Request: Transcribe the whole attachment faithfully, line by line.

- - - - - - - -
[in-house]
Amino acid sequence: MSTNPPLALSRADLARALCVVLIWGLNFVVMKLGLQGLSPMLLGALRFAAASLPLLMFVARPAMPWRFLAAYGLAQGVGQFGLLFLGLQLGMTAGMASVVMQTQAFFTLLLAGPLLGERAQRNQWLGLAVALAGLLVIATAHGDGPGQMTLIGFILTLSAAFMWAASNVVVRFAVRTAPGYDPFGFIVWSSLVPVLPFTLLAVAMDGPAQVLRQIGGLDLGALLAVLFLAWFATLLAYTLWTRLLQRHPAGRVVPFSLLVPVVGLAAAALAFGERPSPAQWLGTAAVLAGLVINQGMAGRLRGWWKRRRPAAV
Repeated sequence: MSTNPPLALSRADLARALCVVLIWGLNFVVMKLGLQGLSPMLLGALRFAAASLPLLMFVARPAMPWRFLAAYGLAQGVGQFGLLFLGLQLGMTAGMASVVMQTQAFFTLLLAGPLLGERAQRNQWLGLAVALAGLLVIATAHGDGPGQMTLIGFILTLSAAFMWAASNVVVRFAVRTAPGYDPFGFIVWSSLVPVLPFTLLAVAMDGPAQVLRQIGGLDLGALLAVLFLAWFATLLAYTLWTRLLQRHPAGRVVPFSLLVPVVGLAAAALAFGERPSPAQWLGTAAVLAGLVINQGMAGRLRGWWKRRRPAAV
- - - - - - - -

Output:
[in-house]
Amino acid sequence: MSTNPPLALSRADLARALCVVLIWGLNFVVMKLGLQGLSPMLLGALRFAAASLPLLMFVARPAMPWRFLAAYGLAQGVGQFGLLFLGLQLGMTAGMASVVMQTQAFFTLLLAGPLLGERAQRNQWLGLAVALAGLLVIATAHGDGPGQMTLIGFILTLSAAFMWAASNVVVRFAVRTAPGYDPFGFIVWSSLVPVLPFTLLAVAMDGPAQVLRQIGGLDLGALLAVLFLAWFATLLAYTLWTRLLQRHPAGRVVPFSLLVPVVGLAAAALAFGERPSPAQWLGTAAVLAGLVINQGMAGRLRGWWKRRRPAAV
Repeated sequence: MSTNPPLALSRADLARALCVVLIWGLNFVVMKLGLQGLSPMLLGALRFAAASLPLLMFVARPAMPWRFLAAYGLAQGVGQFGLLFLGLQLGMTAGMASVVMQTQAFFTLLLAGPLLGERAQRNQWLGLAVALAGLLVIATAHGDGPGQMTLIGFILTLSAAFMWAASNVVVRFAVRTAPGYDPFGFIVWSSLVPVLPFTLLAVAMDGPAQVLRQIGGLDLGALLAVLFLAWFATLLAYTLWTRLLQRHPAGRVVPFSLLVPVVGLAAAALAFGERPSPAQWLGTAAVLAGLVINQGMAGRLRGWWKRRRPAAV